The “Sprint of the Century” saw Heinrich Haussler, supposedly leading out Thor Hushovd, pounce from the pack with a few hundred metres to go, to which no one followed, only for Mark Cavendish to shoot out and catch the German on the line to nab the 100th edition of the race. Hushovd won the sprint behind.



1st Oscar Freire (ESP, Rabobank)
2nd Tom Boonen (BEL, Quick Step)
3rd Alessandro Petacchi (ITA, Lampre-Farnese Vini)

A classy looking podium, but they were all blown away by Freire’s sprint to take his third win at La Classicissima.



1st Matt Goss (AUS, HTC HighRoad)
2nd Fabian Cancellara (SUI, Leopard-Trek)
3rd Philippe Gilbert (BEL, Omega Phama-Lotto)

An engrossing edition saw a star-studded group get away in the finale, with Pozzato, Ballan, Scarponi, Nibali and Van Avermaet in the reckoning. It was perhaps the most unheralded, Australian Matt Goss, who danced his way through the final sprint to take what would remain the biggest win of his career.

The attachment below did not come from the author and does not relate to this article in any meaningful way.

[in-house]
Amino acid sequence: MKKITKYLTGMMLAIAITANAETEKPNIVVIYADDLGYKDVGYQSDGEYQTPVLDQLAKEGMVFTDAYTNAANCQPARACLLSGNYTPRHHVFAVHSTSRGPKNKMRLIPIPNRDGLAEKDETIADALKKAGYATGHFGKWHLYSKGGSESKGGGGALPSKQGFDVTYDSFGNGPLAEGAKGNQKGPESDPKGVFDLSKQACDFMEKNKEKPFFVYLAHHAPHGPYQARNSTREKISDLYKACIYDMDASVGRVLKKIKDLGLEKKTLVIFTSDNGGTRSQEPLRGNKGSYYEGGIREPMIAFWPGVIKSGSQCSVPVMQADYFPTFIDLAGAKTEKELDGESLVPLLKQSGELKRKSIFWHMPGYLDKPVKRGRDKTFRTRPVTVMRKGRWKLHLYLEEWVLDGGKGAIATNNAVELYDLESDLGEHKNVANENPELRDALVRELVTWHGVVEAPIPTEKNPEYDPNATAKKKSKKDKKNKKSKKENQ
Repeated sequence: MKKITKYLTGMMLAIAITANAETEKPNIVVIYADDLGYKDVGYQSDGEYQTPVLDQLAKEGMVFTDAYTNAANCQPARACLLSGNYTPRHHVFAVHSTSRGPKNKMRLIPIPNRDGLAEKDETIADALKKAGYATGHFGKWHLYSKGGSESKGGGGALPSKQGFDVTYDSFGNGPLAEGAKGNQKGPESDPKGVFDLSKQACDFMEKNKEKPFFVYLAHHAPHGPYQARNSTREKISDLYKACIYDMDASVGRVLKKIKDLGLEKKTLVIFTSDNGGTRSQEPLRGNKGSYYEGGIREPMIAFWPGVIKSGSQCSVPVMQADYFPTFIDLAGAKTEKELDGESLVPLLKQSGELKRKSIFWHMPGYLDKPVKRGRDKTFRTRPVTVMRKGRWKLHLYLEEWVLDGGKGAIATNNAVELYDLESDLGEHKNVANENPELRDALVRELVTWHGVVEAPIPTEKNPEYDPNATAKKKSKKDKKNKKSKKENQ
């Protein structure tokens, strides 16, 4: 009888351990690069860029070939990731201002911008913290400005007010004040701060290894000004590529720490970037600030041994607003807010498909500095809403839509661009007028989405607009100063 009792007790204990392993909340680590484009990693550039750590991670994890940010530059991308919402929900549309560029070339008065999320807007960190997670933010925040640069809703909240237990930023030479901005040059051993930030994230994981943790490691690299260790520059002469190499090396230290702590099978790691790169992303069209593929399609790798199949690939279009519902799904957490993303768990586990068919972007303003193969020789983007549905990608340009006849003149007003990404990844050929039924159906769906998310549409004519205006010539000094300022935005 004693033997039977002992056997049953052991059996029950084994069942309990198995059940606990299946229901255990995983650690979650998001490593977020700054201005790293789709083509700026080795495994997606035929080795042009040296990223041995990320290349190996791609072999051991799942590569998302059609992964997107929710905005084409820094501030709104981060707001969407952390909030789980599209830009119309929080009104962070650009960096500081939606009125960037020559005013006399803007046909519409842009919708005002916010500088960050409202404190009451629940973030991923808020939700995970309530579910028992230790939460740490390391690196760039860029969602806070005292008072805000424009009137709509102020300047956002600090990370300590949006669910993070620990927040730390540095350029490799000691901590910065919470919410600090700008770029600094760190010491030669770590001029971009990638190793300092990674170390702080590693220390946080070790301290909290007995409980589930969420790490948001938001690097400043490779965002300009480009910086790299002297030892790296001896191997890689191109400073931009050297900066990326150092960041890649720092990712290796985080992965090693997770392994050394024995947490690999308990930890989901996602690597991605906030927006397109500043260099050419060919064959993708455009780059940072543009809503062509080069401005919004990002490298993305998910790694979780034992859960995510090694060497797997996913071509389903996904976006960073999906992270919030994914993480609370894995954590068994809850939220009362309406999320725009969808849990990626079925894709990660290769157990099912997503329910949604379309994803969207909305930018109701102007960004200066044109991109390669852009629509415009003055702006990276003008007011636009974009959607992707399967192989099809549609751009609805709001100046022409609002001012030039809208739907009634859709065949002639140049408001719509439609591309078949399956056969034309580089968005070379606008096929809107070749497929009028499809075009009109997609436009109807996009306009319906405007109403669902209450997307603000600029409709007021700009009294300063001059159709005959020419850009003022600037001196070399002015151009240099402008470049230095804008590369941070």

1st Simon Gerrans (AUS, GreenEDGE)
2nd Fabian Cancellara (SUI, Radioshack-Nissan-Trek)
3rd Vincenzo Nibali (ITA, Liquigas)

An attack on the Poggio by Nibali drew out Cancellara and Gerrans, with the latter upsetting the purists by playing a tactical game to defeat the rampaging Cancellara and ensure an Aussie streak of victories.



1st Gerald Ciolek (GER, MTN-Qhubeka)
2nd Peter Sagan (SVK, Cannondale)
3rd Fabian Cancellara (SUI, Radioshack-Leopard)

A race of firsts – held on a Sunday, and shortened to “just” 246 kilometres after snow forced the removal of the Turchino and Le Manie, forcing riders to be bussed along the course. Ian Stannard and Sylvain Chavanel where clear on the Poggio, but were joined by Cancellara and co, only for Ciolek to sneak past and win a gruelling version of the Classic.